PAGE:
John Cummings

6 January 2017 — 22 Comments


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I was fortunate to receive several Christmas gifts, several which surprised and pleased me. One was a bottle of Chardonnay left in the porch, wrapped up in festive guise, and wishing Mrs John and me a ‘Happy Christmas’. The sender was anonymous apart from a single letter with a kiss and an enigmatic tally that read: Remembering with fondness old friends. Still trying to work out the kind philanthropist, but the gift was graciously received!

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I have an idea, but as I’m writing this in that eerie interval between Christmas and New Year, I’m not sure whether I’ll achieve my goal. Let’s see how it pans out now that the grandchildren have left, the recycling is overflowing with torn wrapping paper, the cupboards are full of leftovers and food specially bought for Christmas that will never be eaten. I estimate that I have enough fancy cheeses and bottles of Pinot to last until the middle of March. And now I’m unwinding by composing a blog post!

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Linda and Sally

One of my overseas subscribers suggested that I should retell stories I have written in the past. I often use snippets of articles in my blog, but they are usually edited to suit the format. Magazine articles are sometimes rather long. I prefer my blog to be relatively short and pithy! However, on this festive occasion, I have chosen a story first written nearly ten years ago in 2007. Lots of pictures! Settle down in your favourite space and enjoy! It’s a long ‘un.

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It’s always a pleasure to write about the success of the ‘rookie’ detectorist, the first time guy who discovers something magnificent after a few weeks – or just days – searching. I think the last one I highlighted in my scribblings was David Booth who found four Iron Age torcs in a Stirlingshire field. This was a magnificent find and even more remarkable when we realise that the hoard was found with a so-called entry-level detector, the Garrett Ace 250!

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The first time I came across the coin known as a ducat was after reading Shakespeare’s Merchant of Venice. The play begins with the loan of 3000 ducats made by the moneylender Shylock to Antonio. That was a substantial amount of money in Elizabethan England, and each coin would be worth over £100 today, but prices vary.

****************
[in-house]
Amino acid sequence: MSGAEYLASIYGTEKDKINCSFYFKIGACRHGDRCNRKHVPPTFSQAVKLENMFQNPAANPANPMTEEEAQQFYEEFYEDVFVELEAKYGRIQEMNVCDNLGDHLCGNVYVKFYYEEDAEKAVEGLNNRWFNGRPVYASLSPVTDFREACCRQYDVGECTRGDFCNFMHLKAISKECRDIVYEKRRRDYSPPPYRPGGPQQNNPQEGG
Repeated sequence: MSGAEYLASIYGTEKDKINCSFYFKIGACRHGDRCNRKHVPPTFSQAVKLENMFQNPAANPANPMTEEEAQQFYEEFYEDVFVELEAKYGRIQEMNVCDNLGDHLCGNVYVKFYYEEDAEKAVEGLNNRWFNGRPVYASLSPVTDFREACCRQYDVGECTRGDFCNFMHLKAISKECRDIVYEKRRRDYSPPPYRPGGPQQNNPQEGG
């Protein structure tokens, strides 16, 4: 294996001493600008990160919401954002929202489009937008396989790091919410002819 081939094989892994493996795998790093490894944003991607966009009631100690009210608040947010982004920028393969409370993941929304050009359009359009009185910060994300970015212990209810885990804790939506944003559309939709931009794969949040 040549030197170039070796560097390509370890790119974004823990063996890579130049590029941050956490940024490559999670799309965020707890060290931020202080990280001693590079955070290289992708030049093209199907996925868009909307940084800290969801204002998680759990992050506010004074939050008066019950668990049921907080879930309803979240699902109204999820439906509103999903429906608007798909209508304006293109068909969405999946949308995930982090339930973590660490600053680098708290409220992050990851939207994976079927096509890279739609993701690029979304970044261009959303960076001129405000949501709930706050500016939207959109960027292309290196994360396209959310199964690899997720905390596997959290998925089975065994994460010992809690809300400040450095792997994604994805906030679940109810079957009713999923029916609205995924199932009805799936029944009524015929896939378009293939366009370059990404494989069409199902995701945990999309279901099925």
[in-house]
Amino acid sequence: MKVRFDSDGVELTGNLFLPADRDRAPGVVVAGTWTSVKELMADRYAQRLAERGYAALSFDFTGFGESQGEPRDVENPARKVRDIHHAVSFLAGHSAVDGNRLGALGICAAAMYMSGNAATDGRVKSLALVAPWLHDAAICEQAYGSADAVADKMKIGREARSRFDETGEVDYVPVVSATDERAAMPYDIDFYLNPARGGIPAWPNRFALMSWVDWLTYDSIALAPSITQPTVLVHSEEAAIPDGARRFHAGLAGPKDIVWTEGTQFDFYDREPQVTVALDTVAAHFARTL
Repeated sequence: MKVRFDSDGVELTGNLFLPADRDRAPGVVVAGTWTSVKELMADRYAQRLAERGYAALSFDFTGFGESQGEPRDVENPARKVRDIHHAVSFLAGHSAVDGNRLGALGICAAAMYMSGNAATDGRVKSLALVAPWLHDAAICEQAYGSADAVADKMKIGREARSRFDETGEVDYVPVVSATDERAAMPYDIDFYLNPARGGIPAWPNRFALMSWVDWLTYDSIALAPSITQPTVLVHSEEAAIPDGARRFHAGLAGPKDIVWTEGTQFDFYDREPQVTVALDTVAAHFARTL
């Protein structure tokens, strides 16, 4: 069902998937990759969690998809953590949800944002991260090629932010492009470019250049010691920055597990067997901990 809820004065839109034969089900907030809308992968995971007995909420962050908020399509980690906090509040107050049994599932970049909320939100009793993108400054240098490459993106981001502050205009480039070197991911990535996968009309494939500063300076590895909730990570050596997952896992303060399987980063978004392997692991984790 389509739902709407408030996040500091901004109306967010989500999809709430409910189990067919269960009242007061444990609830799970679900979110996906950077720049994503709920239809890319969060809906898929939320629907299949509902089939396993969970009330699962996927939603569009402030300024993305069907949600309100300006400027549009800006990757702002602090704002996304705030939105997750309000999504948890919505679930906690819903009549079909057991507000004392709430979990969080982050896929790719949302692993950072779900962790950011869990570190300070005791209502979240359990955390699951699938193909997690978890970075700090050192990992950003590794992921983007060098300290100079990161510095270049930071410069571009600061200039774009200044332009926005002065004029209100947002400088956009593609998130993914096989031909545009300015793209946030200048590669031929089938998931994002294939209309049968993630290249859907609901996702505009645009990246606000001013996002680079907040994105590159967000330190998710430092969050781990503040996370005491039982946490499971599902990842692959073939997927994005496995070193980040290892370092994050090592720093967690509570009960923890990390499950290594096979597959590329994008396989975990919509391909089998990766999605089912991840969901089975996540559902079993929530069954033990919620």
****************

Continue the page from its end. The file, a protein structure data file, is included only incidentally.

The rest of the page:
The ducat was a gold or silver coin used as a trade coin in Europe from the later medieval centuries until as late as the 20th century. Many types of ducats had various metallic content and purchasing power throughout the period.

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Does My Breath Smell?

7 December 2016 — 23 Comments

Does my Breath Smell?

459131354-www-wpclipart-com-plants-flowers-no-name-wilting-flower-png-html-2dpr7a-clipartThe pesky pedant’s answer of course is, “What you mean to ask is, does my breath stink?” We’ve all found ourselves chatting with someone whose breath could easily wilt a flower. According to a recent study up to 50% of people suffer with foul mouth odours at some point in their lives. That’s a lot of wilted flowers!

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Competition Winner

3 December 2016 — 18 Comments

winnerI am pleased to announce that the winner of my recent competition was …


a moderator on the Canadian Metal Detecting Forum

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A Flight of Fancy

30 November 2016 — 12 Comments

ia-psychic-night-out-708x288n a couple of places on my blog (now three) you will find the statement, “You will find regular posts about metal detecting matters on here, but perhaps the approach is different to what you might expect; I will occasionally talk about other subjects that take my fancy.” This, I suppose, is one of those occasions.

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Competition Time!

26 November 2016 — 88 Comments

win-copyIt seems ages since I tempted you with a little competition. I have discovered a pair of pocket digital scales that I used when I was an active detectorist, but are now surplus to requirements. Yes, they are relatively cheap, second-hand ‘pre-loved’ to my friends across the Pond, but still very reliable. I will also add a little extra, but more about this later.


Winner announcement HERE

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